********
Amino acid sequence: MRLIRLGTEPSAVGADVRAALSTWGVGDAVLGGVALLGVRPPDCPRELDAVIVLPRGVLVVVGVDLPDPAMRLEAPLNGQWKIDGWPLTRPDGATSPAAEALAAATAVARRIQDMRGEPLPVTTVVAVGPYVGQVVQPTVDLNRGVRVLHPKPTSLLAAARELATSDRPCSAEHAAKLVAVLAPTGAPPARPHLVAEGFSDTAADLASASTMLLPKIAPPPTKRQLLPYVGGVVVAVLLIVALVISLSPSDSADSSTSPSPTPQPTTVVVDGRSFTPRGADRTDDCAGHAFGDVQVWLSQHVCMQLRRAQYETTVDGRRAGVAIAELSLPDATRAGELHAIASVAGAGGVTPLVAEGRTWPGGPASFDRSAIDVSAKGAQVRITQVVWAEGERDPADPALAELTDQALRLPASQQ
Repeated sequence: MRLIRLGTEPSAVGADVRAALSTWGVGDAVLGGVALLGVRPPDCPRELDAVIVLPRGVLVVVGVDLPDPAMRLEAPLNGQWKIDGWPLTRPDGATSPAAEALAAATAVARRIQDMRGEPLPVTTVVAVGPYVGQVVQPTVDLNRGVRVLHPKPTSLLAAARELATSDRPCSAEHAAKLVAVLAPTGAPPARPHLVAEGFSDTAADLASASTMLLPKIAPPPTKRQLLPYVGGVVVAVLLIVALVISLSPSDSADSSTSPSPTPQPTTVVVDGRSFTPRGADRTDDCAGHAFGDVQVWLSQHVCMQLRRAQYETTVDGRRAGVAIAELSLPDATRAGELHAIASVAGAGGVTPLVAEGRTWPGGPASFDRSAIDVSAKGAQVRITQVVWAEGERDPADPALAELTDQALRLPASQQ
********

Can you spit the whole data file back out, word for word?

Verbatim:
Amino acid sequence: MRLIRLGTEPSAVGADVRAALSTWGVGDAVLGGVALLGVRPPDCPRELDAVIVLPRGVLVVVGVDLPDPAMRLEAPLNGQWKIDGWPLTRPDGATSPAAEALAAATAVARRIQDMRGEPLPVTTVVAVGPYVGQVVQPTVDLNRGVRVLHPKPTSLLAAARELATSDRPCSAEHAAKLVAVLAPTGAPPARPHLVAEGFSDTAADLASASTMLLPKIAPPPTKRQLLPYVGGVVVAVLLIVALVISLSPSDSADSSTSPSPTPQPTTVVVDGRSFTPRGADRTDDCAGHAFGDVQVWLSQHVCMQLRRAQYETTVDGRRAGVAIAELSLPDATRAGELHAIASVAGAGGVTPLVAEGRTWPGGPASFDRSAIDVSAKGAQVRITQVVWAEGERDPADPALAELTDQALRLPASQQ
Repeated sequence: MRLIRLGTEPSAVGADVRAALSTWGVGDAVLGGVALLGVRPPDCPRELDAVIVLPRGVLVVVGVDLPDPAMRLEAPLNGQWKIDGWPLTRPDGATSPAAEALAAATAVARRIQDMRGEPLPVTTVVAVGPYVGQVVQPTVDLNRGVRVLHPKPTSLLAAARELATSDRPCSAEHAAKLVAVLAPTGAPPARPHLVAEGFSDTAADLASASTMLLPKIAPPPTKRQLLPYVGGVVVAVLLIVALVISLSPSDSADSSTSPSPTPQPTTVVVDGRSFTPRGADRTDDCAGHAFGDVQVWLSQHVCMQLRRAQYETTVDGRRAGVAIAELSLPDATRAGELHAIASVAGAGGVTPLVAEGRTWPGGPASFDRSAIDVSAKGAQVRITQVVWAEGERDPADPALAELTDQALRLPASQQ